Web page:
New research from Warwick has worked out how our minds supply all the necessary design features of free will.
Philosophers have laid out these design features over hundreds of years.
How our brains satisfy these features has been a problem that scientists have been unable to solve.
In a new paper, Dr Thomas Hills grounds the design features of free will called for by philosophers in biological reality and sets out a new framework for ‘neurocognitive free will’, the free will that we have.
Do human beings genuinely have free will? Philosophers and theologians have wrestled with this question for centuries and have set out the ‘design features’ of free will – but how do our brains actually fulfil them?
A University of Warwick academic has answered this question for the first time in a new paper published today  in Proceedings of the Royal Society B.
Professor Thomas Hills from the Department of Psychology set out to bridge the gap between the philosophical arguments for free will and the neurocognitive realities.
In philosophy, elements of free will include the ability to do otherwise – the ‘principle of alternative possibilities’; the ability to deliberate; a sense of self; and the ability to maintain goals – ‘wanting what you want’.
Drawing on examples from making a morning coffee to taking a penalty kick, and considering organisms from human beings, e-coli, cockroaches, and even robots, Professor Hills argues that our neurocognitive abilities satisfy these requirements through:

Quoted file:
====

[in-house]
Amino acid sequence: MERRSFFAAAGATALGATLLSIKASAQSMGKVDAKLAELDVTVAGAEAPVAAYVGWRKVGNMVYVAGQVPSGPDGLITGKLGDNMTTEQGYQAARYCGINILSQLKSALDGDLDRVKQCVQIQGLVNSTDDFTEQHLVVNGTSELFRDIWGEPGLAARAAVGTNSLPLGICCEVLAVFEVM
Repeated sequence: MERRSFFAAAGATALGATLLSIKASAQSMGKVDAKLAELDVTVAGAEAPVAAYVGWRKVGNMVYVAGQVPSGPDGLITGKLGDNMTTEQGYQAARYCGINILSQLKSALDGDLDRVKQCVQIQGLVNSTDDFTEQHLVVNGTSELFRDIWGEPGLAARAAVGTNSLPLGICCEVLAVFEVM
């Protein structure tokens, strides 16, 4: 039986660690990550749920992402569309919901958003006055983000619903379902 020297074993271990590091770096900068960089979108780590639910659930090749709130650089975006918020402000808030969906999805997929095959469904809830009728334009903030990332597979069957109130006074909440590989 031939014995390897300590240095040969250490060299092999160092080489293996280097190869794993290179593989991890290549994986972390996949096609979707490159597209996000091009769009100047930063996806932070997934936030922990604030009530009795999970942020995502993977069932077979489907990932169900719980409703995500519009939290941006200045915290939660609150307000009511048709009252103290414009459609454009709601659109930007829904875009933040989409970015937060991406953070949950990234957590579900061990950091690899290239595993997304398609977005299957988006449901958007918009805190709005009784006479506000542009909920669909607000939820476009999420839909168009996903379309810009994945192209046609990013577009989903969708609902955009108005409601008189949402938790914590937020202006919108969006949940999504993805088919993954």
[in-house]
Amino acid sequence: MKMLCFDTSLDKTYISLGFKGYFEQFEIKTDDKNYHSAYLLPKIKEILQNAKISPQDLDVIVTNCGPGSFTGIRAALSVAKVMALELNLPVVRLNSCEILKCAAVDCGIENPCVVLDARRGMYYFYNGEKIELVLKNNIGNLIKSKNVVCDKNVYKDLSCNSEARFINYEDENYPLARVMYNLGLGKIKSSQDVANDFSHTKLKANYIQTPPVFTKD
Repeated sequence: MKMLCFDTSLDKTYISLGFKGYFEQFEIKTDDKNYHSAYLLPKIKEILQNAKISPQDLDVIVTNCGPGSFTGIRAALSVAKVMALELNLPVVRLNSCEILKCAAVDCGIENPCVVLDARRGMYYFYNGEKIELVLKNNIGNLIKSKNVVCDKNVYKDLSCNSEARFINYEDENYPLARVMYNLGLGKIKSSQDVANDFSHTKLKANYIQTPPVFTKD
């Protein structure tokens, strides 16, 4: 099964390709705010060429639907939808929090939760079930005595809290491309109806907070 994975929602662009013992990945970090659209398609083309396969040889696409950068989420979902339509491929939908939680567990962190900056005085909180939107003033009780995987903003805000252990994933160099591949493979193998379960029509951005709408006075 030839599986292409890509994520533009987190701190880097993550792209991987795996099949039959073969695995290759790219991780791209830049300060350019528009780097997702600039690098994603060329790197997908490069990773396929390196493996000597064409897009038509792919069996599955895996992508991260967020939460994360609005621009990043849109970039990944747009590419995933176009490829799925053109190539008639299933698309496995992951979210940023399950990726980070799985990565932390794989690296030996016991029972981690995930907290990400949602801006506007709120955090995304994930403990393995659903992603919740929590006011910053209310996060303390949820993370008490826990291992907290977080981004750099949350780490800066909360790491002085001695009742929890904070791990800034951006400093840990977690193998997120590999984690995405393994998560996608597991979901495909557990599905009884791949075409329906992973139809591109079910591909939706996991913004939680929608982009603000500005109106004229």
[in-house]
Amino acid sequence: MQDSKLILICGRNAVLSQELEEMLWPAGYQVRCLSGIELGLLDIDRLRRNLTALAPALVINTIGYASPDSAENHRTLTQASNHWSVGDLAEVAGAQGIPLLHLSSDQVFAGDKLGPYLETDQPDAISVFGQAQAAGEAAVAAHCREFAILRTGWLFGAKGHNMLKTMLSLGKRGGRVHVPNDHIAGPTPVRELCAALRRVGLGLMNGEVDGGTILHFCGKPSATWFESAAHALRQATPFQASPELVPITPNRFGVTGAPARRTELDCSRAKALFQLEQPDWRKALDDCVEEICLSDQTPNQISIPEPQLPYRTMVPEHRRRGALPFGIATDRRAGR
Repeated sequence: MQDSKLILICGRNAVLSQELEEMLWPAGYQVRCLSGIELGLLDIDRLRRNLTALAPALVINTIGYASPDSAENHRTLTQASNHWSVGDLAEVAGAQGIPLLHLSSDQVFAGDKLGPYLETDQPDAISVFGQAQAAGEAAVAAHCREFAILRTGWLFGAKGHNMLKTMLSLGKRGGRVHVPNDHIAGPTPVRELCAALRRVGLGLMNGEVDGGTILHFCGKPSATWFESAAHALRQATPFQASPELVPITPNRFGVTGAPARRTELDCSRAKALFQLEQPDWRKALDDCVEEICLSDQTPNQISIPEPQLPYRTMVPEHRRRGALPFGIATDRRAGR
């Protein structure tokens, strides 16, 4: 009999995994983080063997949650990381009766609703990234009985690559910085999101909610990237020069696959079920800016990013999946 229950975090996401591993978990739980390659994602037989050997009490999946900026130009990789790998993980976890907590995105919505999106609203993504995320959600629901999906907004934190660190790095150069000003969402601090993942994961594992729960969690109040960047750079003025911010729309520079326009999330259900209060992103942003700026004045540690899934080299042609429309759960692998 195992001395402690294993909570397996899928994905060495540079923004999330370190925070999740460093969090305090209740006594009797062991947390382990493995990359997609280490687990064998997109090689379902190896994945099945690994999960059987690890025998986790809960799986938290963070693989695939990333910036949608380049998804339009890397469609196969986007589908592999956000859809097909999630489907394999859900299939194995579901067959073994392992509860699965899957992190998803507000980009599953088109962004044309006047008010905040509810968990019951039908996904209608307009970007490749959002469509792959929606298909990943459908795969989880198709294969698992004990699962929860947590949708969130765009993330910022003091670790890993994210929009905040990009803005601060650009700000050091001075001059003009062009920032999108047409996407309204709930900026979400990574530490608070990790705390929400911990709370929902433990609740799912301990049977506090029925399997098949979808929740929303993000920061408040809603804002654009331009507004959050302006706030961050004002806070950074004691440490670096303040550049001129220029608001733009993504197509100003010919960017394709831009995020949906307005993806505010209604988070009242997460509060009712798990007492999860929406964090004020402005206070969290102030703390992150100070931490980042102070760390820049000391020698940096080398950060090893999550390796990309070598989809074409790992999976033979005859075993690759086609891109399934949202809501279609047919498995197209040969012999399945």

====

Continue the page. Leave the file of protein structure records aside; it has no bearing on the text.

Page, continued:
Adaptive access to unpredictability
Tuning of this unpredictability to help us reach high-level goals
Goal-directed deliberation via search over internal cognitive representations
A role for conscious construction of the self in the generation and choice of alternatives.
Commenting on his paper, Professor Hills said: “Neurocognitive free will – the free will that we have as humans – is a process of generative self-construction. I demonstrate that effortful consciousness samples from our experience in an adaptively exploratory fashion, allowing us to explore ourselves in the construction of alternative futures.
“There is evidence that people who believe in free will are more pro-social. They adopt behaviour that benefits others and society as a whole, and have a greater sense of control of their future – they believe they can influence the future in positive ways. This is important. Neurocognitive free will provides a basis for understanding why they are correct.
“Neurocognitive free will ties our understanding of free will to something real. It also helps us to understand what it means. I suspect it’s not what most people think. As Sartre one said, “Freedom is not a triumph”. But I think neurocognitive free will gives some hints to how it could be. That will be a focus of future work. “
The paper ‘Neurocognitive free will’ is published in Proceedings of the Royal Society B.